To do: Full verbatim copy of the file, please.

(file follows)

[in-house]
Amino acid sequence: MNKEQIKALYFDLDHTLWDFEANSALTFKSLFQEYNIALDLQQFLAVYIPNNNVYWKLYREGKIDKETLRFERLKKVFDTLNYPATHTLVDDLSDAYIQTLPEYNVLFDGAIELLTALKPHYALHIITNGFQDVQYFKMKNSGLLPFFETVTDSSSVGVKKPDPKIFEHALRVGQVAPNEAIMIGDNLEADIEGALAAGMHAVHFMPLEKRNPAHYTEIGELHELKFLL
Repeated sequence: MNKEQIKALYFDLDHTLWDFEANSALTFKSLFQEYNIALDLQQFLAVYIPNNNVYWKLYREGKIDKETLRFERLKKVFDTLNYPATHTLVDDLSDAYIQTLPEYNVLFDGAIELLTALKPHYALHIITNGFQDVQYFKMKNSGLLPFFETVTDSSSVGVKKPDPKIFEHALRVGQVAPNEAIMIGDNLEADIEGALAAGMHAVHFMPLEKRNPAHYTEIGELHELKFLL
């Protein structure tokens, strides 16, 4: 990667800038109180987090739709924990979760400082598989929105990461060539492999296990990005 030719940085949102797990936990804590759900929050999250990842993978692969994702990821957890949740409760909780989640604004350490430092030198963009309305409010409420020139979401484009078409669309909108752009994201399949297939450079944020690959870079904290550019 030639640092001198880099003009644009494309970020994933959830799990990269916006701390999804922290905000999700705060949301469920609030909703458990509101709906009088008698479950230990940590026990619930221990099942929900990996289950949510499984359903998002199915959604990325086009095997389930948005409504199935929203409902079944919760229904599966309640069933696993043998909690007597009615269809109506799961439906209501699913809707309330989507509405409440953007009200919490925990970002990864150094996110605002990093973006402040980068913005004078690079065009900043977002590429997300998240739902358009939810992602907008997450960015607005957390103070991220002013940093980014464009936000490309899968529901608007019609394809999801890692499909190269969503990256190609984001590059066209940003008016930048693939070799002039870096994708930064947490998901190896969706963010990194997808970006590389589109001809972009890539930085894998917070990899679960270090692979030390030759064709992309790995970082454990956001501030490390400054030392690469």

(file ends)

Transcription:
[in-house]
Amino acid sequence: MNKEQIKALYFDLDHTLWDFEANSALTFKSLFQEYNIALDLQQFLAVYIPNNNVYWKLYREGKIDKETLRFERLKKVFDTLNYPATHTLVDDLSDAYIQTLPEYNVLFDGAIELLTALKPHYALHIITNGFQDVQYFKMKNSGLLPFFETVTDSSSVGVKKPDPKIFEHALRVGQVAPNEAIMIGDNLEADIEGALAAGMHAVHFMPLEKRNPAHYTEIGELHELKFLL
Repeated sequence: MNKEQIKALYFDLDHTLWDFEANSALTFKSLFQEYNIALDLQQFLAVYIPNNNVYWKLYREGKIDKETLRFERLKKVFDTLNYPATHTLVDDLSDAYIQTLPEYNVLFDGAIELLTALKPHYALHIITNGFQDVQYFKMKNSGLLPFFETVTDSSSVGVKKPDPKIFEHALRVGQVAPNEAIMIGDNLEADIEGALAAGMHAVHFMPLEKRNPAHYTEIGELHELKFLL
């Protein structure tokens, strides 16, 4: 990667800038109180987090739709924990979760400082598989929105990461060539492999296990990005 030719940085949102797990936990804590759900929050999250990842993978692969994702990821957890949740409760909780989640604004350490430092030198963009309305409010409420020139979401484009078409669309909108752009994201399949297939450079944020690959870079904290550019 030639640092001198880099003009644009494309970020994933959830799990990269916006701390999804922290905000999700705060949301469920609030909703458990509101709906009088008698479950230990940590026990619930221990099942929900990996289950949510499984359903998002199915959604990325086009095997389930948005409504199935929203409902079944919760229904599966309640069933696993043998909690007597009615269809109506799961439906209501699913809707309330989507509405409440953007009200919490925990970002990864150094996110605002990093973006402040980068913005004078690079065009900043977002590429997300998240739902358009939810992602907008997450960015607005957390103070991220002013940093980014464009936000490309899968529901608007019609394809999801890692499909190269969503990256190609984001590059066209940003008016930048693939070799002039870096994708930064947490998901190896969706963010990194997808970006590389589109001809972009890539930085894998917070990899679960270090692979030390030759064709992309790995970082454990956001501030490390400054030392690469």